The Church Grounds are one of the most historic, fascinating, and yet easily overlooked sections of the Albany Rural Cemetery. This section was established in the late 1860s to accommodate graves transferred from the State Street Burying Grounds (now Washington Park).
Established in 1800, State Street Burying Grounds were divided into sections for the use of various churches throughout Albany, including the Dutch Reformed, St. Peter’s Episcopal, Society of Friends, and African Methodist Episcopal. Some of the graves had actually been moved to the Burying Grounds from older churchyards, family graveyards, and smaller municipal burial grounds with some of the headstone predating establishment of the State Street Burying Grounds by more than a century.
After the opening of the new Rural Cemetery in 1844, the Burying Grounds fell into disrepair and the Albany Common Council obtained permission from the various congregations to have the burials removed to the Rural Cemetery. Inscriptions were copied from the gravestones and published by the Council, then the bodies were exhumed, placed in new coffins, and transported to the Rural Cemetery where they were reburied in a large lot obtained for this purpose. The gravestones were also transported to the Cemetery and arranged in rows by congregation. Some headstones, unfortunately, were damaged or illegible and difficult to match with the original remains and at least a few were lost during the transfer.
Because of its location and layout, the Church Grounds can be easily missed by a casual visitor to Albany Rural Cemetery. It lies deep within the at the end of the Middle Ridge, almost at the western edge of the Cemetery and adjacent to Beth Emeth Cemetery. At one time, this was actually the limit of the Cemetery and marked by the Western Lodge which was long since been demolished as the Cemetery expanded to over four times its original size of one hundred acres. Lying just beyond the intersection of Middle Ridge and Linden Avenues, it can easily be mistaken for an empty meadow as the majority of the markers are laid flat and not visible from a distance.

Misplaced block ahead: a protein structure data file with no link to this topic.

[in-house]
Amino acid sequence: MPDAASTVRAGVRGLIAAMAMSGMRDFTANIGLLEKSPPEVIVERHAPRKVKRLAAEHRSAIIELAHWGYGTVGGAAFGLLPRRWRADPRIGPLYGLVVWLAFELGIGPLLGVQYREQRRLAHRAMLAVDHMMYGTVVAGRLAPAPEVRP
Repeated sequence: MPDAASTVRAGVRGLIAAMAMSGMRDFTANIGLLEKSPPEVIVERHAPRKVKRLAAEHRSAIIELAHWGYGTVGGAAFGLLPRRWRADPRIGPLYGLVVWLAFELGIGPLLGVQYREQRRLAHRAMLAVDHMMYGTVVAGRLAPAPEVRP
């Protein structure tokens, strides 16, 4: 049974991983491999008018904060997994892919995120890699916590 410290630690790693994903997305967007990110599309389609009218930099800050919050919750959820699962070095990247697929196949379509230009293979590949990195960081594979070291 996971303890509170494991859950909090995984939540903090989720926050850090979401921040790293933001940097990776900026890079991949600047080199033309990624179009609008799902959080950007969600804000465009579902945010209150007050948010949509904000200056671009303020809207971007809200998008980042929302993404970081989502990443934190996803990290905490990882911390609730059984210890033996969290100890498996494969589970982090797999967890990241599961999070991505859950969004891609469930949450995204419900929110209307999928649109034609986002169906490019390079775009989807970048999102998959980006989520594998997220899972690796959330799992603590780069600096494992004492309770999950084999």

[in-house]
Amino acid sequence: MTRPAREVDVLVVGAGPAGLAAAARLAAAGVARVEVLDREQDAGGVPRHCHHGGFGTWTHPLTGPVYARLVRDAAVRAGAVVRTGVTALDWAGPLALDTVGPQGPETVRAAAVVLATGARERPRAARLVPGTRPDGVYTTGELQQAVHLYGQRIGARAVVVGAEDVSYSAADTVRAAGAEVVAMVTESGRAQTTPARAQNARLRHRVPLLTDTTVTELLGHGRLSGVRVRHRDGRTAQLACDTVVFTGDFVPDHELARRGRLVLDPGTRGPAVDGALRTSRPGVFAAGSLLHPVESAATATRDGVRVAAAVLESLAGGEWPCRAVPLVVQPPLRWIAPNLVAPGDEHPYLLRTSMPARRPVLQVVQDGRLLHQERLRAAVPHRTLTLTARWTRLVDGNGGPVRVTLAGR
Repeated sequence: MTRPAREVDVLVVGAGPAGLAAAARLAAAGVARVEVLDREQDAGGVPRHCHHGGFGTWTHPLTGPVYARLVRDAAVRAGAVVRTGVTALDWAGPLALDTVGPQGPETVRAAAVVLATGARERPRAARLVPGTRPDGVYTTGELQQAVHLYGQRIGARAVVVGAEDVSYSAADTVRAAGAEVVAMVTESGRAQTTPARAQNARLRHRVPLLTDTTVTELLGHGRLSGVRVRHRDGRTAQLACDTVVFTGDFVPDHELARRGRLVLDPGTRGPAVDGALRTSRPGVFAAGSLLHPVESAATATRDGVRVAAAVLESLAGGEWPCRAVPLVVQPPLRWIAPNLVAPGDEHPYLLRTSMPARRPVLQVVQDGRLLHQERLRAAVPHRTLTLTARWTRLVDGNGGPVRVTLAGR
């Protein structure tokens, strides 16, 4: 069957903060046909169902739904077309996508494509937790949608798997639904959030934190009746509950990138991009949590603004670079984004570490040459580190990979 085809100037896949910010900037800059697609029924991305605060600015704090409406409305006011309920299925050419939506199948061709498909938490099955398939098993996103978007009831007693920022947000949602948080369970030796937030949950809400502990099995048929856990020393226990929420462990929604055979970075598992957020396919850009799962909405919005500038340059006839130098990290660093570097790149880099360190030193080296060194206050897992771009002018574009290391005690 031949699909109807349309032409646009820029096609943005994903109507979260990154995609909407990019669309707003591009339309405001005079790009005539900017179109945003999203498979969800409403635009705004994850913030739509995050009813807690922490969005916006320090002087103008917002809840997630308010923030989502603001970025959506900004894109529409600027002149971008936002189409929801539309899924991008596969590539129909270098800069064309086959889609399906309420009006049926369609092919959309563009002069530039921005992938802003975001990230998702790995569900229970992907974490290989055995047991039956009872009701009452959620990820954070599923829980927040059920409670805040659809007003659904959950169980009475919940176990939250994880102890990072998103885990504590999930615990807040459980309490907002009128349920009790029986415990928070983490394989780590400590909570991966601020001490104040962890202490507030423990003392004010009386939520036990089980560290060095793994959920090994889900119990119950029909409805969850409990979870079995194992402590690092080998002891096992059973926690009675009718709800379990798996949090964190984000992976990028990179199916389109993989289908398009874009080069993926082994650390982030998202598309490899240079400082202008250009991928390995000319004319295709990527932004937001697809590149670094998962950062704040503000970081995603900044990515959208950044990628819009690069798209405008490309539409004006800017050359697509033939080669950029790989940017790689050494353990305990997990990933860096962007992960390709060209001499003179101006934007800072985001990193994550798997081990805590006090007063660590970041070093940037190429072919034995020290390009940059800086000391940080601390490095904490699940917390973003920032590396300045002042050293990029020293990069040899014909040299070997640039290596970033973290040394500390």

Despite a somewhat obscure location, the Church Grounds lot is one of the most fascinating in the Rural Cemetery. It contains fine examples of 17th and 18th-century funerary art, including a variety of soul effigies, as well as beautiful examples of willow and urn motifs. And the burials here are some of the most historic and oldest in the Albany area, ranging from some of the city’s earliest Dutch settler to slaves, soldiers, mayors, architects, and even an Oneida sachem.
Because the headstones were laid flat, they have greater exposure to damaging elements than upright marks and many of them have no fared well. A number of monuments are broken, portions of them have become embedded in the earth, and many are badly eroded with inscriptions are rapidly becoming illegible.
This blog is the first step in a personal project to photograph and document this valuable and tangible, but too often overlooked aspect of local history.